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|Title:||Assessment of response rates and yields for Two opportunistic Tools for Early detection of Non-diabetic hyperglycaemia and Diabetes (ATTEND). A randomised controlled trial and cost-effectiveness analysis|
Gillies, Clare L.
|Publisher:||Elsevier on behalf of International Diabetes Federation|
|Citation:||Diabetes Research and Clinical Practice, 2016, 118, pp. 12–20|
|Abstract:||Aims: To assess the opportunistic use in primary care of a computer risk score versus a self-assessment risk score for undiagnosed type 2 diabetes. Methods: We conducted a randomised controlled trial in 11 primary care practices in the UK. 577 patients aged 40-75 years with no current diagnosis of type 2 diabetes were recruited to a computer based risk score (Leicester Practice Computer Risk Score (LPCRS)) or a patient self-assessment score (Leicester Self-Assessment Score (LSAS)). Results: The rate of self-referral blood tests was significantly higher for the LPCRS compared to the LSAS, 118.98 (95% CI: 102.85, 137.64) per 1000 high-risk patient years of follow-up compared to 92.14 (95% CI: 78.25, 108.49), p=0.022. Combined rate of diagnosis of type 2 diabetes and those at risk of developing the disease (i.e. impaired glucose tolerance (IGT) or impaired fasting glucose (IFG)) was similar between the two arms, 15.12 (95% CI: 9.11, 25.08) per 1000 high-risk patient years for LPCRS compared to 14.72 (95% CI: 9.59, 22.57) for the LSAS, p=0.699. For the base case scenario the cost per new case of type 2 diabetes diagnosed was lower for the LPCRS compared to the LSAS, £168 (95% Credible Interval (CrI): 76, 364), and £352 (95% CrI: 109, 1,148), respectively. Conclusions: Compared to a self-assessment risk score, a computer based risk score resulted in greater attendance to an initial blood test and is potentially more cost-effective.|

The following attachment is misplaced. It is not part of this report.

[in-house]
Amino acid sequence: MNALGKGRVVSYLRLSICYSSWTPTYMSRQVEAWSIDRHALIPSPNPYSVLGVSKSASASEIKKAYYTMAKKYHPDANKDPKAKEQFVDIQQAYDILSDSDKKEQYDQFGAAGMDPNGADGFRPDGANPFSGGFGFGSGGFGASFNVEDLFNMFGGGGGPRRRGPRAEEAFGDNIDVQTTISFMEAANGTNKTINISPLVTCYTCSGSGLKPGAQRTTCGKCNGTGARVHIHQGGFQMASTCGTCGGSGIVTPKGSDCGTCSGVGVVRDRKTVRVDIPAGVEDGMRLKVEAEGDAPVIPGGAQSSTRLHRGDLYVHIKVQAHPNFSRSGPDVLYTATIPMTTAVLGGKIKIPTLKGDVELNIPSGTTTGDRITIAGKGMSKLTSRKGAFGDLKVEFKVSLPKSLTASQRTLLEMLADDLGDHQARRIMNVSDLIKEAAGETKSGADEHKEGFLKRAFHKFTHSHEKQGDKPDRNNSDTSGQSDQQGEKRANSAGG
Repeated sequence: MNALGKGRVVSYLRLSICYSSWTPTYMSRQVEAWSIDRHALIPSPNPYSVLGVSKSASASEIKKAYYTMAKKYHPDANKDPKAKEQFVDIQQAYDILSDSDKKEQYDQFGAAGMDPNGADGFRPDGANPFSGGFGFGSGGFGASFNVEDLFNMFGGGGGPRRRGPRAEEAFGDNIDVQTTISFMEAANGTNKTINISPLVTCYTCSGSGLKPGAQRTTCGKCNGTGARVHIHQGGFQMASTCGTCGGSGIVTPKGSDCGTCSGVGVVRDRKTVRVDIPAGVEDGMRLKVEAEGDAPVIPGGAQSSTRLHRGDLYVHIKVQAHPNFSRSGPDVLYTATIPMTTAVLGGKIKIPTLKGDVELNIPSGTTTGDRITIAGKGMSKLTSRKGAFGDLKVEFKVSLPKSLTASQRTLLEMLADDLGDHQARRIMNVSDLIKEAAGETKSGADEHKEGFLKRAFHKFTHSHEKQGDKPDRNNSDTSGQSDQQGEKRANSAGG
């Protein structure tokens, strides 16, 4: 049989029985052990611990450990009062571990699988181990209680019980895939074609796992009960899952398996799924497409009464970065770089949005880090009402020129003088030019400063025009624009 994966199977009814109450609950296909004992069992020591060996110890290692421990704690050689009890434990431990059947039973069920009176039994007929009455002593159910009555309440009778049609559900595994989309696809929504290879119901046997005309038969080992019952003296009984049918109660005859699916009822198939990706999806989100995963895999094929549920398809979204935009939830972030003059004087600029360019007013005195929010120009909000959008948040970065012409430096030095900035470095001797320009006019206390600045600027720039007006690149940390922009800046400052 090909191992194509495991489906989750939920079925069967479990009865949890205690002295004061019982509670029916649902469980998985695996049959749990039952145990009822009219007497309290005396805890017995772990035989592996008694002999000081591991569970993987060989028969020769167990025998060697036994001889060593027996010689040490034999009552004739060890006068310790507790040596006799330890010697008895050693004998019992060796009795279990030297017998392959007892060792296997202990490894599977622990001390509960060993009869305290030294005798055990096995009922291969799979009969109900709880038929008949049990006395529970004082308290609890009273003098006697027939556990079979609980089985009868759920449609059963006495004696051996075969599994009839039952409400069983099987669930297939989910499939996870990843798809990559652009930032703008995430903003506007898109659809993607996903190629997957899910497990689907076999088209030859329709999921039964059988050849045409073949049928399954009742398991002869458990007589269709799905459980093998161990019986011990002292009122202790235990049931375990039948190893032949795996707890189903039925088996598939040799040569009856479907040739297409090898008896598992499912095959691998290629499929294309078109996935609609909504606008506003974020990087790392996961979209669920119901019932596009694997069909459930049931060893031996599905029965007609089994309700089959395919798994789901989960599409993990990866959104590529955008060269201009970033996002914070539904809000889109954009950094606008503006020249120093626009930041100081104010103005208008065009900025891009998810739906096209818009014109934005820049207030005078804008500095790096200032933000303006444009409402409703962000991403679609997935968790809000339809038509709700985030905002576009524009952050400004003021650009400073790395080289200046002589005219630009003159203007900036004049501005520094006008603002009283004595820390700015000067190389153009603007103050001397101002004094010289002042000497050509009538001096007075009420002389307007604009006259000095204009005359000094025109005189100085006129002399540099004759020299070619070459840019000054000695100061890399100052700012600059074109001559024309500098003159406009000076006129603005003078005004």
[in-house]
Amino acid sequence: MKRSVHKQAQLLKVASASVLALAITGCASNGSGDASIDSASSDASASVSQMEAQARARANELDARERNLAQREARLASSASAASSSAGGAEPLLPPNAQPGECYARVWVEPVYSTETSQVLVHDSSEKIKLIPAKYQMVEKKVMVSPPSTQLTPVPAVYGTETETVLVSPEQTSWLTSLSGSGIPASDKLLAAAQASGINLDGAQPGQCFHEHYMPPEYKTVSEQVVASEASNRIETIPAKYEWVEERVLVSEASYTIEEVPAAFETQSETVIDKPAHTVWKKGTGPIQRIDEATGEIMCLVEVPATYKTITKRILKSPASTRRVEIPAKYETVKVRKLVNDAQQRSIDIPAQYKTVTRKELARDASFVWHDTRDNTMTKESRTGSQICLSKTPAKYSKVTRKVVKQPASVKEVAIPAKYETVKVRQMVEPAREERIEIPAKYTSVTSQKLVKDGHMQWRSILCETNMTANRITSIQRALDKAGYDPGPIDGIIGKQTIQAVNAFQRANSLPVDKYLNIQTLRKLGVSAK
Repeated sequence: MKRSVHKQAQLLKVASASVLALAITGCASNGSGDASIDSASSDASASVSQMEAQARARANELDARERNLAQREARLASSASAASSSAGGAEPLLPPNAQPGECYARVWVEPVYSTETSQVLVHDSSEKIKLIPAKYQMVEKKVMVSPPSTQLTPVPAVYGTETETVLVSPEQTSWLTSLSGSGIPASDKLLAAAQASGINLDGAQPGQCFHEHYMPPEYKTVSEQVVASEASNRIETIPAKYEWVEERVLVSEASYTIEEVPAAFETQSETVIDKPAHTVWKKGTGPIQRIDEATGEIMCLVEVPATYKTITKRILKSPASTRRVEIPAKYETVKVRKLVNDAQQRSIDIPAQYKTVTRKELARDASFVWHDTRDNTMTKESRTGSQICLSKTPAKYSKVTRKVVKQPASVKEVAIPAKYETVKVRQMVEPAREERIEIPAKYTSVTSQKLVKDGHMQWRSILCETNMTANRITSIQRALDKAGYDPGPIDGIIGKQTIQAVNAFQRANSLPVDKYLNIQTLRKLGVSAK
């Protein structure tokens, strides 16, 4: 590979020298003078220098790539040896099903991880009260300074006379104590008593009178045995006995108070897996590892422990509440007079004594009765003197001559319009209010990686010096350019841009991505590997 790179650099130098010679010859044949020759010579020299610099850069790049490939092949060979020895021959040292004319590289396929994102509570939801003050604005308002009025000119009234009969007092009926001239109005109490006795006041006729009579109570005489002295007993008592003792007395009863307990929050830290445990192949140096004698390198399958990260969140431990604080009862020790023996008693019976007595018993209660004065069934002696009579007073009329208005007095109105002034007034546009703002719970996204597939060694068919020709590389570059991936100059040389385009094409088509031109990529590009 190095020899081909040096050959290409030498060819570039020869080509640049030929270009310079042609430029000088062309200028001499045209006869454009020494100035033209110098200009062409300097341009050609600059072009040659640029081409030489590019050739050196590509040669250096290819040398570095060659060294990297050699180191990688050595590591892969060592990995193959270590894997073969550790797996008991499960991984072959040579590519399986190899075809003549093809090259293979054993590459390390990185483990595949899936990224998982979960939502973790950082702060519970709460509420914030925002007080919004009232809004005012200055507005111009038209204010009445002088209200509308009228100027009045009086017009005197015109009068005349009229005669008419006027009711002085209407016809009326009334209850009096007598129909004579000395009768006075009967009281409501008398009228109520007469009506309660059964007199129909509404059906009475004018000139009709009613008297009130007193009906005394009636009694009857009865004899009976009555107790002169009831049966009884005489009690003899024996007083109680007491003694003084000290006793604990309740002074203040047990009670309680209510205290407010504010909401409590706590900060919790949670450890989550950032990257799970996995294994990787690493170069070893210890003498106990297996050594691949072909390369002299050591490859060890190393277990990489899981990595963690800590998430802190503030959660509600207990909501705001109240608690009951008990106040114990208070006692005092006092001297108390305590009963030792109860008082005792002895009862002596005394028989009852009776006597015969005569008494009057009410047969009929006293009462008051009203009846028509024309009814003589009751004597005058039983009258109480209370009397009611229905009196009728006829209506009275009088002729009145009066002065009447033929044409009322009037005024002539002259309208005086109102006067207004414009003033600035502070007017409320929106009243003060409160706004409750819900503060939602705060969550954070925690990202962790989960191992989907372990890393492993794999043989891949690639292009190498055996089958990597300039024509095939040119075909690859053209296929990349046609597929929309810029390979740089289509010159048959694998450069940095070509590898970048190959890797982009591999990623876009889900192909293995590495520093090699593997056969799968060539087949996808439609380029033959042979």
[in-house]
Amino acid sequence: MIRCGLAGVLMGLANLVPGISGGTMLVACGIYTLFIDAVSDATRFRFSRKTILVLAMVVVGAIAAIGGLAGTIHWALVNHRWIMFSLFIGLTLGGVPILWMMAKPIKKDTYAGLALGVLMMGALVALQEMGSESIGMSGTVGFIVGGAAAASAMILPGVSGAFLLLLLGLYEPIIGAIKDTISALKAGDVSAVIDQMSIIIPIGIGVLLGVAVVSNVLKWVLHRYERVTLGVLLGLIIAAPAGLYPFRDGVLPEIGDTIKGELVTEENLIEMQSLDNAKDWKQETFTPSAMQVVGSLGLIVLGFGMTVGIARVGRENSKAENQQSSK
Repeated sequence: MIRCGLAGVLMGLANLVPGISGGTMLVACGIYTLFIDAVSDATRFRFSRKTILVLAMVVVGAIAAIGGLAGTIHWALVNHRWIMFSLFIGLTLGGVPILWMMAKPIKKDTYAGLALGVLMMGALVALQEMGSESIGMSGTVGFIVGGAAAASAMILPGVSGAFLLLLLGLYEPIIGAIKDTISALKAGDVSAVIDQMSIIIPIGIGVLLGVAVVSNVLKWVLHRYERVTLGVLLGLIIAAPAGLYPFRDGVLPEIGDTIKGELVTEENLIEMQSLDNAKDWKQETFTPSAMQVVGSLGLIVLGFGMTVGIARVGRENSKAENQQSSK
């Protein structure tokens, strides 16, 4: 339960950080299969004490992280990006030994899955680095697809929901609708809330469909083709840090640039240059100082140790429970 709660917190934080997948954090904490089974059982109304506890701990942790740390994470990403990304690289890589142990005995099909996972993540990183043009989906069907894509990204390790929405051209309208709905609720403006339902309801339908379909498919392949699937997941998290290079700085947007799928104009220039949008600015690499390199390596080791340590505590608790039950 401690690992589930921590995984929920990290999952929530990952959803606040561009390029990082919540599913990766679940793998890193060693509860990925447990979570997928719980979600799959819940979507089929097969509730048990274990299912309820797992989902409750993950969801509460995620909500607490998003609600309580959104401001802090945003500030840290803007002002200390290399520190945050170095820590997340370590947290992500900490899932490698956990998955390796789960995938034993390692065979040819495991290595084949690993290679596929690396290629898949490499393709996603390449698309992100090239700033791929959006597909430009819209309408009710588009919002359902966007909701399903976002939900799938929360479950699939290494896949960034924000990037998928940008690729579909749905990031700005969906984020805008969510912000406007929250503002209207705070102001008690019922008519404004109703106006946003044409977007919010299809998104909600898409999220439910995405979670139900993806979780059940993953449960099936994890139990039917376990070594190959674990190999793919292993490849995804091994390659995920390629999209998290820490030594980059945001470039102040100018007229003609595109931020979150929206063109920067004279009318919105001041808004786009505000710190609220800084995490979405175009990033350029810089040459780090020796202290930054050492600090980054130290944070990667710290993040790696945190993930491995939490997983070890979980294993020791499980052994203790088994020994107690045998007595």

|Rights:||Copyright © the authors, 2016. After embargo this version will be an open-access article distributed under the terms of the Creative Commons Attribution-Non Commercial-No Derivatives License (http://creativecommons.org/licenses/by-nc-nd/4.0/ ), which permits use and distribution in any medium, provided the original work is properly cited, the use is non-commercial and no modifications or adaptations are made|
|Appears in Collections:||Published Articles, Dept. of Health Sciences|
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|accepted manuscript_03_05_16.pdf||Post-review (final submitted)||841.72 kB||Adobe PDF||View/Open|
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